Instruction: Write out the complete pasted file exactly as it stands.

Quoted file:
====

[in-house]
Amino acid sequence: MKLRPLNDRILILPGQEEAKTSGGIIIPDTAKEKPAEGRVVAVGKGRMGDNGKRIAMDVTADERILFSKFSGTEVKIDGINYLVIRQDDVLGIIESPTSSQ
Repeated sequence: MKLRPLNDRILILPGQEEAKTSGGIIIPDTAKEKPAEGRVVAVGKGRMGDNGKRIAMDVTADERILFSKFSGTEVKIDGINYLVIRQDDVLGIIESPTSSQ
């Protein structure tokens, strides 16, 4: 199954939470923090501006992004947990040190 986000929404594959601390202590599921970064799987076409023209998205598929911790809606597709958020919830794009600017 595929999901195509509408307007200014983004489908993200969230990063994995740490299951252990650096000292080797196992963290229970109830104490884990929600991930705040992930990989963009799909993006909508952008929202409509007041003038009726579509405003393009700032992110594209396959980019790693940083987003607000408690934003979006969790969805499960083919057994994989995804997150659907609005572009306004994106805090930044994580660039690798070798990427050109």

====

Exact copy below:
[in-house]
Amino acid sequence: MKLRPLNDRILILPGQEEAKTSGGIIIPDTAKEKPAEGRVVAVGKGRMGDNGKRIAMDVTADERILFSKFSGTEVKIDGINYLVIRQDDVLGIIESPTSSQ
Repeated sequence: MKLRPLNDRILILPGQEEAKTSGGIIIPDTAKEKPAEGRVVAVGKGRMGDNGKRIAMDVTADERILFSKFSGTEVKIDGINYLVIRQDDVLGIIESPTSSQ
């Protein structure tokens, strides 16, 4: 199954939470923090501006992004947990040190 986000929404594959601390202590599921970064799987076409023209998205598929911790809606597709958020919830794009600017 595929999901195509509408307007200014983004489908993200969230990063994995740490299951252990650096000292080797196992963290229970109830104490884990929600991930705040992930990989963009799909993006909508952008929202409509007041003038009726579509405003393009700032992110594209396959980019790693940083987003607000408690934003979006969790969805499960083919057994994989995804997150659907609005572009306004994106805090930044994580660039690798070798990427050109």